The Senior Judiciary tell us we must all love the Digital Revolution…
One of the most important points is made towards the end of the session by Anne-Marie Morris (Conservative, Newton Abbot). There’s been a lot of talk about processes and outcomes and people appearing on videos from all over and such, she says, but very little about people. Where do Actual People fit in? “There is a real concern that this system will not actually give us something which is fair. Can you tell me how you believe you’re going to measure how we get real justice out of this?”
Heaton cuts across Acland-Hood here, as he jumps in to point out that one of the main architects of this system has been the senior judiciary. CHINNY RECKON?! 🤔Seeing how some of them dealt with the recent barristers’ industrial action, that doesn’t give me a great deal of confidence. Acland-Hood tries to placate Morris with talk of an academic study from the University of Western Australia which apparently suggests that cases where one or more parties appear on video link don’t adversely affect considerations of witness credibility, for example, but it’s all rather nebulous and boils down to “well, we have quite a few individuals appearing on video link already”. Most of them not by choice of either or both parties, I’ll wager, more likely because the court unilaterally decided it.
And how, queries Morris, are individuals going get hold of legal advice if they’re going to be expected to plead online? Apparently, it’s all about Susan’s Signposting, though the practicalities of this again don’t seem to be forthcoming. Goodman starts banging on about an experiment they’re running in Medway (anyone come across this?), where apparently at the police station stage there is going to be access to digital online legal aid applications and other advice pamphlets online.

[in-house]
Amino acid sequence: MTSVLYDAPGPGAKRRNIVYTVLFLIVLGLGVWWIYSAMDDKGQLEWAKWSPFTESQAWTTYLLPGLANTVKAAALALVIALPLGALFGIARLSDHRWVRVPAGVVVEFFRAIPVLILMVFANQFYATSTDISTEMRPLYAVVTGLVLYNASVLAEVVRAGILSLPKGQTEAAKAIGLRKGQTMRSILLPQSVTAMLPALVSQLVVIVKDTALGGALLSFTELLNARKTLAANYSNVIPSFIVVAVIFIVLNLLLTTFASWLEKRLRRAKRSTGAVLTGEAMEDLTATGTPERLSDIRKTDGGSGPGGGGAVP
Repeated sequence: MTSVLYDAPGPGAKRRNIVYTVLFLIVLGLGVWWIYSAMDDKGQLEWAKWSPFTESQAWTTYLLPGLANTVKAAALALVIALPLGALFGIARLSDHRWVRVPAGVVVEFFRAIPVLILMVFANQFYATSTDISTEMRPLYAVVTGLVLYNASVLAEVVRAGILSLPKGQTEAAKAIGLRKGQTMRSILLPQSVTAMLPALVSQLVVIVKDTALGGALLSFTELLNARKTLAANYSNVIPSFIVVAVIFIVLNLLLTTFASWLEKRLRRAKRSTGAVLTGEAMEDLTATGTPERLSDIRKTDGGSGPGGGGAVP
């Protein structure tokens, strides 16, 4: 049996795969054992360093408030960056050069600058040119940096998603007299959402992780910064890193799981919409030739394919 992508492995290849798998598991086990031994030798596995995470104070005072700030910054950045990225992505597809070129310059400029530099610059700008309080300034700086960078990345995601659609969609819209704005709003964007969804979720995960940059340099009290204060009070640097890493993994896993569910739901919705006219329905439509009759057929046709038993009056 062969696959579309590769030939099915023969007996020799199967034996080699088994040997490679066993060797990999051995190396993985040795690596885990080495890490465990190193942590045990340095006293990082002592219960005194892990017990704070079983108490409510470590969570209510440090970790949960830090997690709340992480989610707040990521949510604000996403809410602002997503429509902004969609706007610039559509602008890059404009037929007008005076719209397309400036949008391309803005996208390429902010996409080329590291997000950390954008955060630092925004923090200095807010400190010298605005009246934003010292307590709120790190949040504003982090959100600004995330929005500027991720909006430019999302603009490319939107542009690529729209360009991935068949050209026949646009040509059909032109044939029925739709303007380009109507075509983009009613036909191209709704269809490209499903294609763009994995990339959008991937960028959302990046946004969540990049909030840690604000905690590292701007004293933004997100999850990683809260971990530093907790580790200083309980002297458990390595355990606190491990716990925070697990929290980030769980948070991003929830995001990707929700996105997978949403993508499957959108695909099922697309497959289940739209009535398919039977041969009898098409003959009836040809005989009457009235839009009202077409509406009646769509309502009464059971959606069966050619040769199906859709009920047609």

What, in the police station?
Slight pause. “But how are they going to access this?” demands Hillier. “Are they still going to have access to their phones there?”
The wide-eyed stare of Goodman suggests that HMCTS’s Three Musketeers hadn’t thought of that one. Give me strength.
“But there’s work happening on video justice in Medway!” he chirps. FFS.
What’s going to happen if the digital system breaks down, Morris wonders? Apparently that’s not going to be a problem for Big Suze’s department as we already do a great deal online. Yes, and we already have a great many system failings/dropouts/glitches now, so one can only guess how many more of those we’ll have to endure with a system wide rollout.
And in case you were worried about how this is going to roll out across the whole criminal justice system from top to bottom, well, don’t be. Because happily the whole kit ‘n’ caboodle has been thoroughly consulted on a few years ago on the “least serious” criminal offences. After all, what’s good for offences of fishing with an unlicensed rod is going to be good enough for dealing with a GBH, isn’t it? Morris looks thoroughly sceptical as Acland-Hood tries to persuade her of stuff like how marvellous it will be for people to be pleading guilty online willy-nilly.
“Just tell me,” she spits, “what the three of you think the top three risks are.” No surprise that the Crime Programme appears to come out as the top risk overall. We could have told them that without them having to spend two hours on Parliament TV.
If you ask me (and a few people have), the top risk appears to have been very neatly encapsulated in last week’s Law Gazette (see link here), where it is revealed that the NAO has identified a massive £171million spending gap in HMCTS’s plans, at a time when the Treasury have apparently been told that there is no extra money for any departments other than the Health Department, who funnily enough have just been promised £25billion!
Somehow, the numbers don’t add up, no matter how much HMCTS’s triumvirate try to persuade us otherwise. I give this whole thing a big CHINNY RECKON 🤔. Which is about the most polite gesture I can proffer.
Main pic by Wildy